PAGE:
The World of K'ung Shang-Jen: A Man of Letters in Early Ch'ing China

The World of K'ung Shang-Jen: A Man of Letters in Early Ch'ing China

The World of K'ung Shang-Jen: A Man of Letters in Early Ch'ing China

The World of K'ung Shang-Jen: A Man of Letters in Early Ch'ing China

Excerpt

K'ung Shang-jen is most readily remembered as the author of China's greatest historical drama, The Peach Blossom Fan, but he is also one of those emblematic figures through whom we can see an age. A latter-day descendant of Confucius, he was heir to the central mysteries of Chinese civilization as maintained by his clan at the Confucian shrine of Ch'ü-fu. K'ung himself became an expert in the staging of ritual ceremonies dating back some two thousand years, and when the K'ang-hsi Emperor visited the shrine on one of his tours of inspection, K'ung was fortuitously chosen as lecturer and guide. Through imperial favor, he was meteorically propelled into the highest levels of capital society in Peking and began his close friendships with the leading figures of the early Ch'ing. He was an enthusiastic literatus, official, scholar, connoisseur, and socialite, and his wide-ranging activities provide us with a fascinating view of the artistic, political, and intellectual life of his time.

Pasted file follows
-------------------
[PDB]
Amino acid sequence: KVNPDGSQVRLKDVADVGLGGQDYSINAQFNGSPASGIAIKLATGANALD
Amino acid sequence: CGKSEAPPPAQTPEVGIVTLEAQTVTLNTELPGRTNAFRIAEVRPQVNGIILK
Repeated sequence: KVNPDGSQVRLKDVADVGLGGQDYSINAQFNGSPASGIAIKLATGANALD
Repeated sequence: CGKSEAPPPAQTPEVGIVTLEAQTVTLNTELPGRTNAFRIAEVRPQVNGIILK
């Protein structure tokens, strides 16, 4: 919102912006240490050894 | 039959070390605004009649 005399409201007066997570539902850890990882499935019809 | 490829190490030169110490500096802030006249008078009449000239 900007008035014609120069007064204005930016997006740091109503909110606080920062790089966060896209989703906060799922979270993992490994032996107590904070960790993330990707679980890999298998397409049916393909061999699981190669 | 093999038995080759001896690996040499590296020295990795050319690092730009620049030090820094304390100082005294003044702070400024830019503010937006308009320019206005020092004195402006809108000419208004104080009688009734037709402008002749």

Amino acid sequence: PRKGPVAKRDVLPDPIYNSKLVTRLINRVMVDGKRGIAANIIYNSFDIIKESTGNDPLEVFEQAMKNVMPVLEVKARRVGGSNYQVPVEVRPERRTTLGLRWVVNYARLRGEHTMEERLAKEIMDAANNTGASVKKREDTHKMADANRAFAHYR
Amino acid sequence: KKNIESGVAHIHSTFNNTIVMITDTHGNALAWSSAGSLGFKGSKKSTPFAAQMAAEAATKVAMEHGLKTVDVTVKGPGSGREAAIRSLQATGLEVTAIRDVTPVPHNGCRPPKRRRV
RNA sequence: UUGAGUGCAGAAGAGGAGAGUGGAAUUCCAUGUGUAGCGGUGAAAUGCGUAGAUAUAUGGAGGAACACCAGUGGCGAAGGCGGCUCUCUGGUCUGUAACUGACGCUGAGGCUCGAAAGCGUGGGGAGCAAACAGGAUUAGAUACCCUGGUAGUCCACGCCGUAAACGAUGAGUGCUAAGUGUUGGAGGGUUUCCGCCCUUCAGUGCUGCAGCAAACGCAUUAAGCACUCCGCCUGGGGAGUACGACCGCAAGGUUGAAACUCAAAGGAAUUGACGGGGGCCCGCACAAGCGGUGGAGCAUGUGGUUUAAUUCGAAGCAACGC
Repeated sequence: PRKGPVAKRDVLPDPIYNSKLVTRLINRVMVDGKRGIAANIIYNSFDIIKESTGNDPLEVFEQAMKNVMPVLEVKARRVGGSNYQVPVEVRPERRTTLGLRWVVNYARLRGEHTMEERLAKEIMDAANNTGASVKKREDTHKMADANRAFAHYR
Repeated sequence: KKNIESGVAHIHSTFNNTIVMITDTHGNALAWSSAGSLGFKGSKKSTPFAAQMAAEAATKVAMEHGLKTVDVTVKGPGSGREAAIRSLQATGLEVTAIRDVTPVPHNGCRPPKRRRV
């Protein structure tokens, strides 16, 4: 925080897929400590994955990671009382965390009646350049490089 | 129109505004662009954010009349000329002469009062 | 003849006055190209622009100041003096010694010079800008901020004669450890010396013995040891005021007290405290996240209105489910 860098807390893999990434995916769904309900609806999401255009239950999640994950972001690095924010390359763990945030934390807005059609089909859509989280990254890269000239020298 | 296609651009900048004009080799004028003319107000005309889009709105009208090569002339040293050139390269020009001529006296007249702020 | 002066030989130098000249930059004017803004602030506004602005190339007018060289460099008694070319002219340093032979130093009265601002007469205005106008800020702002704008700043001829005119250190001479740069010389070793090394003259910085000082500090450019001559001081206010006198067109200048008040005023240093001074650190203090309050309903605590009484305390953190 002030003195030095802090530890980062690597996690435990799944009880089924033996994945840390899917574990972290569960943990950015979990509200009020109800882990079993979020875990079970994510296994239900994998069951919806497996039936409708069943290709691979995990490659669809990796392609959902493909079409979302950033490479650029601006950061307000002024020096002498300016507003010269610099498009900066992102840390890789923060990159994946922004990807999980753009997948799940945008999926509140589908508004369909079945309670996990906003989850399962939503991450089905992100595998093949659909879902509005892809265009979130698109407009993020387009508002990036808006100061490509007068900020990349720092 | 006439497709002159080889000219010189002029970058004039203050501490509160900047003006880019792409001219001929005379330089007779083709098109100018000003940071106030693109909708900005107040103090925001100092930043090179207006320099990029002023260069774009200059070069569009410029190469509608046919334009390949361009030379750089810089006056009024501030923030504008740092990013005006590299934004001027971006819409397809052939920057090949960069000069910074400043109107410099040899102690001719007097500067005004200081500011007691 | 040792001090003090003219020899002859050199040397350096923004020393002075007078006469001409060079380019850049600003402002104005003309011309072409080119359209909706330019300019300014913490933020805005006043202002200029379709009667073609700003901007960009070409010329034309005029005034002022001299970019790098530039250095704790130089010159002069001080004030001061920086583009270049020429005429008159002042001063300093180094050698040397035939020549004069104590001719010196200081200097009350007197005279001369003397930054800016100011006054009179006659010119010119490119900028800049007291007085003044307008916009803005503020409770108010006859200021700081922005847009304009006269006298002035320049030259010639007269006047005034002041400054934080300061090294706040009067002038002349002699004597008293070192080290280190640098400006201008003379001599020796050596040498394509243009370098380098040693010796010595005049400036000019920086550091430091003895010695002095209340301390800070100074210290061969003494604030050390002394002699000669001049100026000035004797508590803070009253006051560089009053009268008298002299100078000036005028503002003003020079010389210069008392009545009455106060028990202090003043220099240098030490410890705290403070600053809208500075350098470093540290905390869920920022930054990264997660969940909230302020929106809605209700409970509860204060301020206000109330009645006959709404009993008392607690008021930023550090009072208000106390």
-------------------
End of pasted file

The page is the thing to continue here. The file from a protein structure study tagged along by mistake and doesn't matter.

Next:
The seventeenth century in China was a turbulent era of transition. It began in the late Ming in a deceptive atmosphere of cultural romanticism set amidst deepening economic and political contradictions. By the mid-century, the triple threat of peasant rebellion, Manchu invasion, and court factionalism culminated in national catastrophe and the collapse of the Ming. To the Chinese elite, this cataclysmic change was not just another episode in the rise and fall of dynasties. The Ming order, as the successor to the hated Mongols, had represented the greatest flowering of the literati vision and its dismal performance in its final years led to a soul-searching inquiry into the core values of the native civilization. K'ung's own era witnessed the establishment of a new dynasty after decades of suffering and disorder. Yet, the early Ch'ing was . . .

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